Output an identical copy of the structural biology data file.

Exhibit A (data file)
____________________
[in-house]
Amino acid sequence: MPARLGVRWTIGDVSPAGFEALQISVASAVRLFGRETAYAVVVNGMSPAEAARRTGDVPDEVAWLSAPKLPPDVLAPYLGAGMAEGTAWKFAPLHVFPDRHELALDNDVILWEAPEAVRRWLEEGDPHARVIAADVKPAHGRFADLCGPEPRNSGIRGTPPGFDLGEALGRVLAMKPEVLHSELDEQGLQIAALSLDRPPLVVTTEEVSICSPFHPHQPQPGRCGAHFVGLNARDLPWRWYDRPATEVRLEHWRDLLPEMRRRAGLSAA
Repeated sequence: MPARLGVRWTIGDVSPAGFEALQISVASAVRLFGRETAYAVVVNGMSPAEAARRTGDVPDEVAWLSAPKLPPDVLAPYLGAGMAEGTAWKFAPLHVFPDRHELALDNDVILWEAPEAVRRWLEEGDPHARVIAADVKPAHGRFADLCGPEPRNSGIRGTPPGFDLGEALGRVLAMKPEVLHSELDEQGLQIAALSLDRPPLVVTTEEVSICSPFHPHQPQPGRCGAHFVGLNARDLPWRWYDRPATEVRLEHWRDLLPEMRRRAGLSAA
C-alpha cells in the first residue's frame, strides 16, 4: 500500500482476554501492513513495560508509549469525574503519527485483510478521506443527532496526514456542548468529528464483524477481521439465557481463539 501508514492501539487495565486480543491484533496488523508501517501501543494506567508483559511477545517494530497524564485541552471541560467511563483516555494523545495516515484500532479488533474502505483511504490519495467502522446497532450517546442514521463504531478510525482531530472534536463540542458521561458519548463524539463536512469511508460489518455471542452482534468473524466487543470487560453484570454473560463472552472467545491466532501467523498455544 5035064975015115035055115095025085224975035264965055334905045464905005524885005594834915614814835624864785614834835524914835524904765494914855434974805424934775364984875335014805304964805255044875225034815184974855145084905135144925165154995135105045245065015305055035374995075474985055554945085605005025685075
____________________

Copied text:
[in-house]
Amino acid sequence: MPARLGVRWTIGDVSPAGFEALQISVASAVRLFGRETAYAVVVNGMSPAEAARRTGDVPDEVAWLSAPKLPPDVLAPYLGAGMAEGTAWKFAPLHVFPDRHELALDNDVILWEAPEAVRRWLEEGDPHARVIAADVKPAHGRFADLCGPEPRNSGIRGTPPGFDLGEALGRVLAMKPEVLHSELDEQGLQIAALSLDRPPLVVTTEEVSICSPFHPHQPQPGRCGAHFVGLNARDLPWRWYDRPATEVRLEHWRDLLPEMRRRAGLSAA
Repeated sequence: MPARLGVRWTIGDVSPAGFEALQISVASAVRLFGRETAYAVVVNGMSPAEAARRTGDVPDEVAWLSAPKLPPDVLAPYLGAGMAEGTAWKFAPLHVFPDRHELALDNDVILWEAPEAVRRWLEEGDPHARVIAADVKPAHGRFADLCGPEPRNSGIRGTPPGFDLGEALGRVLAMKPEVLHSELDEQGLQIAALSLDRPPLVVTTEEVSICSPFHPHQPQPGRCGAHFVGLNARDLPWRWYDRPATEVRLEHWRDLLPEMRRRAGLSAA
C-alpha cells in the first residue's frame, strides 16, 4: 500500500482476554501492513513495560508509549469525574503519527485483510478521506443527532496526514456542548468529528464483524477481521439465557481463539 501508514492501539487495565486480543491484533496488523508501517501501543494506567508483559511477545517494530497524564485541552471541560467511563483516555494523545495516515484500532479488533474502505483511504490519495467502522446497532450517546442514521463504531478510525482531530472534536463540542458521561458519548463524539463536512469511508460489518455471542452482534468473524466487543470487560453484570454473560463472552472467545491466532501467523498455544 5035064975015115035055115095025085224975035264965055334905045464905005524885005594834915614814835624864785614834835524914835524904765494914855434974805424934775364984875335014805304964805255044875225034815184974855145084905135144925165154995135105045245065015305055035374995075474985055554945085605005025685075